We are lazy gardeners. To find a self watering system for our raised beds were important to us. We investigated several possible systems, but decided to let the capillary force do all the work for us. After a few hours on Google – we had enough input to do a minature proof of concept with a flower box and some PET-bottles. The prinicple seemed to work just fine – so we felt ready to scale it. You can do this in several ways. This is a guide to how you can do it your self. We did like this:
1. We started by lining the inside of our raised beds. You can use pond lining, but we decided to go with the cheaper option and use regular building plastics that we already had at home.
2. Placed drainage pipes in the beds. (They don’t have to be connected to each other, but ours are.)
3. We did a hole in one of the pipes, and connected a regular PVC-pipe. The PVC-pipe is supposed to go through the soil and will be used to fill the wicking bed with water.
4. Cover the pipes with cloth to prevent the gravel to clog the system later.
5. We almost forgot to construct the drainage, so it was done last minute. We simply drilled a hole and stuck a small piece from a garden hose through the wood, and sealed the gap around the garden hose with silicone. A bit “MacGyvery” method, but saved us a trip to the store. We had a bit of problems with the drainage being clogged later in the summer – so I would recommend a more solid solution to this. (We will probably revisit it next year.) Importat that you place the drainage on the same height as the gravel will end and the soil will start. That makes is possible for the water tank to be full, and excessive water to drain.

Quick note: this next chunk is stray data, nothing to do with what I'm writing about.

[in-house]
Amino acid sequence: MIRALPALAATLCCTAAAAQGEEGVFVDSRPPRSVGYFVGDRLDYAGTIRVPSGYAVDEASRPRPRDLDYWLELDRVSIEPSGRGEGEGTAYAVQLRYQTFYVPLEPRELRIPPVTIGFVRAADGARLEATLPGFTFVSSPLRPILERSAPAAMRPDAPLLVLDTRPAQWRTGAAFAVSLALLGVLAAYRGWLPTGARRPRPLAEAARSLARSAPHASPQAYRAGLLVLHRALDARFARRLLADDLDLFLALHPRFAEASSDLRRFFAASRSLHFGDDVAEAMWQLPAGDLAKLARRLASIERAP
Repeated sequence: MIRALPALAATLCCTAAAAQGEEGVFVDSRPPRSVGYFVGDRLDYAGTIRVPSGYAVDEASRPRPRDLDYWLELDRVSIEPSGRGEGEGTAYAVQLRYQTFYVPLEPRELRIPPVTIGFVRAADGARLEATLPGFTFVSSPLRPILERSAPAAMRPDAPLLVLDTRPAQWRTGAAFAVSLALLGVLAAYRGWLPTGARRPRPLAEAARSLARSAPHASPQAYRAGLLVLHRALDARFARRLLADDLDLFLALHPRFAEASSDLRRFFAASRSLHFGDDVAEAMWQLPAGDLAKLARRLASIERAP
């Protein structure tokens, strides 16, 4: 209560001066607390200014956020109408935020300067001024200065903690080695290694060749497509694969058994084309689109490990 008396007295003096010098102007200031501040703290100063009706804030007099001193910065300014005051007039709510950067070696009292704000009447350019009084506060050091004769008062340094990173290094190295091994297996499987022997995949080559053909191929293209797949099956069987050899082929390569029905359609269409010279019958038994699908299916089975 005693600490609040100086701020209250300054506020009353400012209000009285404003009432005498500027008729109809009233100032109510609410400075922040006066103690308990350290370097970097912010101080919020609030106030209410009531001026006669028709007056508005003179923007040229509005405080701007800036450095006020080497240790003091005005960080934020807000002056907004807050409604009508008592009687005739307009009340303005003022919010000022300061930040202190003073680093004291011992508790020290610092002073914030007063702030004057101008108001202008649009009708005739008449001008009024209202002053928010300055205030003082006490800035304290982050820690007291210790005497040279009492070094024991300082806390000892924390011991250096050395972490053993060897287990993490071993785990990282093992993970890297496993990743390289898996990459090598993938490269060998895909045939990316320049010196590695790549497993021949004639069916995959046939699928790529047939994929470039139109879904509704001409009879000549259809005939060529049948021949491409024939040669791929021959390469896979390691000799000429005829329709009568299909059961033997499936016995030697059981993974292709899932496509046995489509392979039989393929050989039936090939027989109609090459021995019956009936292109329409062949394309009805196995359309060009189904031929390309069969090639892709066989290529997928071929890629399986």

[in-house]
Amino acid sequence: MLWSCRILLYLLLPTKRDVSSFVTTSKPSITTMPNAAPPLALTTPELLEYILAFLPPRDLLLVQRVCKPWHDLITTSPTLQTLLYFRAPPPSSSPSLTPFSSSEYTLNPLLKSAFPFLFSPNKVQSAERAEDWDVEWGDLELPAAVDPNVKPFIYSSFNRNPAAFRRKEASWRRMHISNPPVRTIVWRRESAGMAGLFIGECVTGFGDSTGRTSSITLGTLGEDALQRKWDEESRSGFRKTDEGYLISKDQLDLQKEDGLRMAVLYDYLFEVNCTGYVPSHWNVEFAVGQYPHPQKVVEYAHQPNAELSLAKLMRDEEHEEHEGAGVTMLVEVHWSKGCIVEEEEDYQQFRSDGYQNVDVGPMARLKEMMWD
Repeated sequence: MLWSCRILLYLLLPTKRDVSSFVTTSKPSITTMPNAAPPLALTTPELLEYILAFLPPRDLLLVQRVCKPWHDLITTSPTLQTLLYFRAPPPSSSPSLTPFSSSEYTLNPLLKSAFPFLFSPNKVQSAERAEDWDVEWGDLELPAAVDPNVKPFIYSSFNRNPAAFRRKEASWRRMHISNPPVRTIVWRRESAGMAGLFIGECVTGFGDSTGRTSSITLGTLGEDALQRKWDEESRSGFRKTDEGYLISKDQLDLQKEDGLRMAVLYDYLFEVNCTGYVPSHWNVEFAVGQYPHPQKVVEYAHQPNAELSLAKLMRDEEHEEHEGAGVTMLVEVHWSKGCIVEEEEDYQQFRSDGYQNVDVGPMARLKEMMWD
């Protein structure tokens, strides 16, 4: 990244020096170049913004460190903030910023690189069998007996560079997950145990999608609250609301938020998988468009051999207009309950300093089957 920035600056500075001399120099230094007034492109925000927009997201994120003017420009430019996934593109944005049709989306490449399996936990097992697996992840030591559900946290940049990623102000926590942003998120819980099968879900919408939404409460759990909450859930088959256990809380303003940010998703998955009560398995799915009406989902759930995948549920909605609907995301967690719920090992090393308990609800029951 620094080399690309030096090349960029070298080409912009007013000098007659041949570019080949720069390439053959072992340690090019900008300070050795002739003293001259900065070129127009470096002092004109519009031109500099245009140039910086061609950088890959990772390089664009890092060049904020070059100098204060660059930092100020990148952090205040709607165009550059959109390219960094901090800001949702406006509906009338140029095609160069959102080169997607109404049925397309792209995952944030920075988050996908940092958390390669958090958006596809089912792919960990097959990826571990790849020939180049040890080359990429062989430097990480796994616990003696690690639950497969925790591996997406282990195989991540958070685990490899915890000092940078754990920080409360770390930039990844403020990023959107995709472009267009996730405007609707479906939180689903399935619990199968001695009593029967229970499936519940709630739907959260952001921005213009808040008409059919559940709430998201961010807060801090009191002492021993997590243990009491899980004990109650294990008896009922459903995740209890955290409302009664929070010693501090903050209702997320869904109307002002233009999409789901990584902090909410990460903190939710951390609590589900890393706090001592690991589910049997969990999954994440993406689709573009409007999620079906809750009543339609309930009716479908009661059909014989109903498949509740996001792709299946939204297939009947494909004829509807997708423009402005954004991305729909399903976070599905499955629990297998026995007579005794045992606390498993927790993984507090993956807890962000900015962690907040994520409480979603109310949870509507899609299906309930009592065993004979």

6. Next step is to fill with gravel – we used macadam, but you can basically use anything that has OK wicking qualitys. We took the same macadam that we had used around the raised bed when we constructed them. Fill about 40 centimeters high.
7. Then fill with water. Make sure that the drainage is working when the water reserve is full.
8. Cover the macadam/gravel with a cloth. This is to prevent the soil from leaking into the macadam/gravel water reserve.
9. Last step is to fill with soil. In one of the benches we went for 50% compost and 50% soil. This proved to be the winning concept – so to recommend.
Wicking bed update
Sharing some more pictures on building these Raised Beds, and the veggies that was growing in them during the first season. On some pictures you can see the Pergola that we built 2 months after we built the Raised Beds.